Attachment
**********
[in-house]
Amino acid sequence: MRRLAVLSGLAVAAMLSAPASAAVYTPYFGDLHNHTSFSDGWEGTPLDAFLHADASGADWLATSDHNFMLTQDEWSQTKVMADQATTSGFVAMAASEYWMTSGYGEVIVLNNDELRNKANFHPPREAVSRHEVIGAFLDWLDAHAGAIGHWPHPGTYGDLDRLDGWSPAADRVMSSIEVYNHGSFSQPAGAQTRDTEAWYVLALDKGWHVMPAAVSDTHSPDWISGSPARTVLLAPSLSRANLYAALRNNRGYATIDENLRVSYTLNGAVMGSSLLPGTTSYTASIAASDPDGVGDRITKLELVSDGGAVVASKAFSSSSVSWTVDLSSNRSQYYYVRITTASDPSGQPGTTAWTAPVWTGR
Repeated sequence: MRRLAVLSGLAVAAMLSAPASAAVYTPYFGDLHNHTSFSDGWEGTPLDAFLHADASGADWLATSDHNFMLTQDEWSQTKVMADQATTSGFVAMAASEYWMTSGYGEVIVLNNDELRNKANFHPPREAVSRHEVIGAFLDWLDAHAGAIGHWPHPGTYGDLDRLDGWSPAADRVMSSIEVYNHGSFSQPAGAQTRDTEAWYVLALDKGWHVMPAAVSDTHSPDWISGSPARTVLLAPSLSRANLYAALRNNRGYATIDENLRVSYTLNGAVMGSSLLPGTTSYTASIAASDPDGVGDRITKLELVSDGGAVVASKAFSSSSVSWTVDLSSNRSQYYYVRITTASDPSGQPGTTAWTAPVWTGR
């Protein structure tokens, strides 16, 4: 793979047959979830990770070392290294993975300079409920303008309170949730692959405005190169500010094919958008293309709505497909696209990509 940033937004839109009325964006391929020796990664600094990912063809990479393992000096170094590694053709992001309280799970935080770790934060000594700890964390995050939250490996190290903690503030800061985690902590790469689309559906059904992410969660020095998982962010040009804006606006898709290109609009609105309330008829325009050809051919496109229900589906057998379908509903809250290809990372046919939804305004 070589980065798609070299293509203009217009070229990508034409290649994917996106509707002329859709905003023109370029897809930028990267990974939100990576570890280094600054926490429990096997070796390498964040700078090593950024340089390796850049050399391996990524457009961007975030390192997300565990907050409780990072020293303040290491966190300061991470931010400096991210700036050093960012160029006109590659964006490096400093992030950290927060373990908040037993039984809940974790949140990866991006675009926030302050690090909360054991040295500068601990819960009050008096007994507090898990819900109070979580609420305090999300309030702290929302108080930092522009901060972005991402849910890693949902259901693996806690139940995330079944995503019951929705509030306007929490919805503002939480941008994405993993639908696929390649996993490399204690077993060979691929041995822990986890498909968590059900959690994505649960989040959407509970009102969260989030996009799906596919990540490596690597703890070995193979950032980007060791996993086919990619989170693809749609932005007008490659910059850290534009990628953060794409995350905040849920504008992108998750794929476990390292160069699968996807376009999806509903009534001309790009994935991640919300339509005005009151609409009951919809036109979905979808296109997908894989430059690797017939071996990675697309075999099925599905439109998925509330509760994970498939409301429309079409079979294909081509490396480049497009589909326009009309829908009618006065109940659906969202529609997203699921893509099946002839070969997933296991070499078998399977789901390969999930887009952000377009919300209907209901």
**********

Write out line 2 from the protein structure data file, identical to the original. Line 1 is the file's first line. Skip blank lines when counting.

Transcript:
Amino acid sequence: MRRLAVLSGLAVAAMLSAPASAAVYTPYFGDLHNHTSFSDGWEGTPLDAFLHADASGADWLATSDHNFMLTQDEWSQTKVMADQATTSGFVAMAASEYWMTSGYGEVIVLNNDELRNKANFHPPREAVSRHEVIGAFLDWLDAHAGAIGHWPHPGTYGDLDRLDGWSPAADRVMSSIEVYNHGSFSQPAGAQTRDTEAWYVLALDKGWHVMPAAVSDTHSPDWISGSPARTVLLAPSLSRANLYAALRNNRGYATIDENLRVSYTLNGAVMGSSLLPGTTSYTASIAASDPDGVGDRITKLELVSDGGAVVASKAFSSSSVSWTVDLSSNRSQYYYVRITTASDPSGQPGTTAWTAPVWTGR